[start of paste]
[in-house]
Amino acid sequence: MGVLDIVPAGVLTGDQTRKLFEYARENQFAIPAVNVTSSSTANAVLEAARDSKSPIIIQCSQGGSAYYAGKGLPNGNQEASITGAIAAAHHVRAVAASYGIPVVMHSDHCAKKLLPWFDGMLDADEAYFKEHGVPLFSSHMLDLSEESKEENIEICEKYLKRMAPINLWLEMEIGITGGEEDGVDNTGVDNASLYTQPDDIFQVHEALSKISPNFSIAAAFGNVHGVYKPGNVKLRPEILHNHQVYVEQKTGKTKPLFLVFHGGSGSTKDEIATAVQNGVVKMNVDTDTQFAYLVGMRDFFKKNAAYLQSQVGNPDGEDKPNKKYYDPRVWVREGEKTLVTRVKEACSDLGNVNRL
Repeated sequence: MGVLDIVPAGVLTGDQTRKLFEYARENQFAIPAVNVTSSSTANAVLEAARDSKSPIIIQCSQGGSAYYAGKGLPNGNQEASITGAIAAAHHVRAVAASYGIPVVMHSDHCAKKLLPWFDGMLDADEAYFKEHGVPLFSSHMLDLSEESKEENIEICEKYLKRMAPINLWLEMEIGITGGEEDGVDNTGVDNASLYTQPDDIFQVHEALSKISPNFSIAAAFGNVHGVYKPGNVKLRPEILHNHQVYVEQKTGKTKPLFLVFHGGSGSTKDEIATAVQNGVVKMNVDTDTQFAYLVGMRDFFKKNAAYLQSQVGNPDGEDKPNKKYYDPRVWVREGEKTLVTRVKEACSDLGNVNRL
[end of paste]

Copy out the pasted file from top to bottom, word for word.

[in-house]
Amino acid sequence: MGVLDIVPAGVLTGDQTRKLFEYARENQFAIPAVNVTSSSTANAVLEAARDSKSPIIIQCSQGGSAYYAGKGLPNGNQEASITGAIAAAHHVRAVAASYGIPVVMHSDHCAKKLLPWFDGMLDADEAYFKEHGVPLFSSHMLDLSEESKEENIEICEKYLKRMAPINLWLEMEIGITGGEEDGVDNTGVDNASLYTQPDDIFQVHEALSKISPNFSIAAAFGNVHGVYKPGNVKLRPEILHNHQVYVEQKTGKTKPLFLVFHGGSGSTKDEIATAVQNGVVKMNVDTDTQFAYLVGMRDFFKKNAAYLQSQVGNPDGEDKPNKKYYDPRVWVREGEKTLVTRVKEACSDLGNVNRL
Repeated sequence: MGVLDIVPAGVLTGDQTRKLFEYARENQFAIPAVNVTSSSTANAVLEAARDSKSPIIIQCSQGGSAYYAGKGLPNGNQEASITGAIAAAHHVRAVAASYGIPVVMHSDHCAKKLLPWFDGMLDADEAYFKEHGVPLFSSHMLDLSEESKEENIEICEKYLKRMAPINLWLEMEIGITGGEEDGVDNTGVDNASLYTQPDDIFQVHEALSKISPNFSIAAAFGNVHGVYKPGNVKLRPEILHNHQVYVEQKTGKTKPLFLVFHGGSGSTKDEIATAVQNGVVKMNVDTDTQFAYLVGMRDFFKKNAAYLQSQVGNPDGEDKPNKKYYDPRVWVREGEKTLVTRVKEACSDLGNVNRL